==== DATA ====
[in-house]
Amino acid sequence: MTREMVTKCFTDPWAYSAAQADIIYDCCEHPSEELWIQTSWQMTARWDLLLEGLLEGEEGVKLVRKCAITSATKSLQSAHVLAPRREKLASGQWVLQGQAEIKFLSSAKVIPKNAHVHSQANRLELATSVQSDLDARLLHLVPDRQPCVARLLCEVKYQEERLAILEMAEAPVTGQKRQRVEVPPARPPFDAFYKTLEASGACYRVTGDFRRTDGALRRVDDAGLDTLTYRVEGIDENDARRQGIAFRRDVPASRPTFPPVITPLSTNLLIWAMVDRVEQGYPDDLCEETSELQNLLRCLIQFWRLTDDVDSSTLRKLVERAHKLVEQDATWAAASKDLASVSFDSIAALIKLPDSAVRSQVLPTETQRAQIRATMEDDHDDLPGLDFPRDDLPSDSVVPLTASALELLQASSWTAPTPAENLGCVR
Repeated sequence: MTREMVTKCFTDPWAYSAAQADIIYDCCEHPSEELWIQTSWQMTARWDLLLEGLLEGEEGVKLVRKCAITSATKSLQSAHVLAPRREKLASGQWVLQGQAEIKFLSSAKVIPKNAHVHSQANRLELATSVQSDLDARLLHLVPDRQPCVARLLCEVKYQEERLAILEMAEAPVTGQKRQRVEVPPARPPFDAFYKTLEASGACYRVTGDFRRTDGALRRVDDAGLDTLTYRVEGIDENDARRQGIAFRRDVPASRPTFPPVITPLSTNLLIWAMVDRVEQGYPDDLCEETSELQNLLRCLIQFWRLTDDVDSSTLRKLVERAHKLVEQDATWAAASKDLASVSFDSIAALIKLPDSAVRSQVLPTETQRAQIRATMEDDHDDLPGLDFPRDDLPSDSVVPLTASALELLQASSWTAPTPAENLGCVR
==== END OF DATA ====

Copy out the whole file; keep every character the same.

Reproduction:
[in-house]
Amino acid sequence: MTREMVTKCFTDPWAYSAAQADIIYDCCEHPSEELWIQTSWQMTARWDLLLEGLLEGEEGVKLVRKCAITSATKSLQSAHVLAPRREKLASGQWVLQGQAEIKFLSSAKVIPKNAHVHSQANRLELATSVQSDLDARLLHLVPDRQPCVARLLCEVKYQEERLAILEMAEAPVTGQKRQRVEVPPARPPFDAFYKTLEASGACYRVTGDFRRTDGALRRVDDAGLDTLTYRVEGIDENDARRQGIAFRRDVPASRPTFPPVITPLSTNLLIWAMVDRVEQGYPDDLCEETSELQNLLRCLIQFWRLTDDVDSSTLRKLVERAHKLVEQDATWAAASKDLASVSFDSIAALIKLPDSAVRSQVLPTETQRAQIRATMEDDHDDLPGLDFPRDDLPSDSVVPLTASALELLQASSWTAPTPAENLGCVR
Repeated sequence: MTREMVTKCFTDPWAYSAAQADIIYDCCEHPSEELWIQTSWQMTARWDLLLEGLLEGEEGVKLVRKCAITSATKSLQSAHVLAPRREKLASGQWVLQGQAEIKFLSSAKVIPKNAHVHSQANRLELATSVQSDLDARLLHLVPDRQPCVARLLCEVKYQEERLAILEMAEAPVTGQKRQRVEVPPARPPFDAFYKTLEASGACYRVTGDFRRTDGALRRVDDAGLDTLTYRVEGIDENDARRQGIAFRRDVPASRPTFPPVITPLSTNLLIWAMVDRVEQGYPDDLCEETSELQNLLRCLIQFWRLTDDVDSSTLRKLVERAHKLVEQDATWAAASKDLASVSFDSIAALIKLPDSAVRSQVLPTETQRAQIRATMEDDHDDLPGLDFPRDDLPSDSVVPLTASALELLQASSWTAPTPAENLGCVR